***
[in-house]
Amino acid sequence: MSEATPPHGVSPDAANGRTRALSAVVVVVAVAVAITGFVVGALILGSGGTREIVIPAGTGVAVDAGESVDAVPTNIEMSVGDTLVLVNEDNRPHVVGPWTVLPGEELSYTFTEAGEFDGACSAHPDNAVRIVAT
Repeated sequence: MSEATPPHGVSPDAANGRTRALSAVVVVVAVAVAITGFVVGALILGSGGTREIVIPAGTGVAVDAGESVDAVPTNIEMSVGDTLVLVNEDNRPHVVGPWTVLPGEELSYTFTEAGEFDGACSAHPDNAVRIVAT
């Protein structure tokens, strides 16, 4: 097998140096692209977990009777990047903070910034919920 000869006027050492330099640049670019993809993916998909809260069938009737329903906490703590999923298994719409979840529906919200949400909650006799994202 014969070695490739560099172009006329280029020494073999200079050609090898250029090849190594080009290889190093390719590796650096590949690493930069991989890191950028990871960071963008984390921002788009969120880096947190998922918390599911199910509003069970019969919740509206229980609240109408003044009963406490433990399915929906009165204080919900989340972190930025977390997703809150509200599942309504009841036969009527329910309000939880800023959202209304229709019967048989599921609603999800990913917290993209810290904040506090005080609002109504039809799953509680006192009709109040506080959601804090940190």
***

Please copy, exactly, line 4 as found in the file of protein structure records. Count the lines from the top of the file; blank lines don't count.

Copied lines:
């Protein structure tokens, strides 16, 4: 097998140096692209977990009777990047903070910034919920 000869006027050492330099640049670019993809993916998909809260069938009737329903906490703590999923298994719409979840529906919200949400909650006799994202 014969070695490739560099172009006329280029020494073999200079050609090898250029090849190594080009290889190093390719590796650096590949690493930069991989890191950028990871960071963008984390921002788009969120880096947190998922918390599911199910509003069970019969919740509206229980609240109408003044009963406490433990399915929906009165204080919900989340972190930025977390997703809150509200599942309504009841036969009527329910309000939880800023959202209304229709019967048989599921609603999800990913917290993209810290904040506090005080609002109504039809799953509680006192009709109040506080959601804090940190």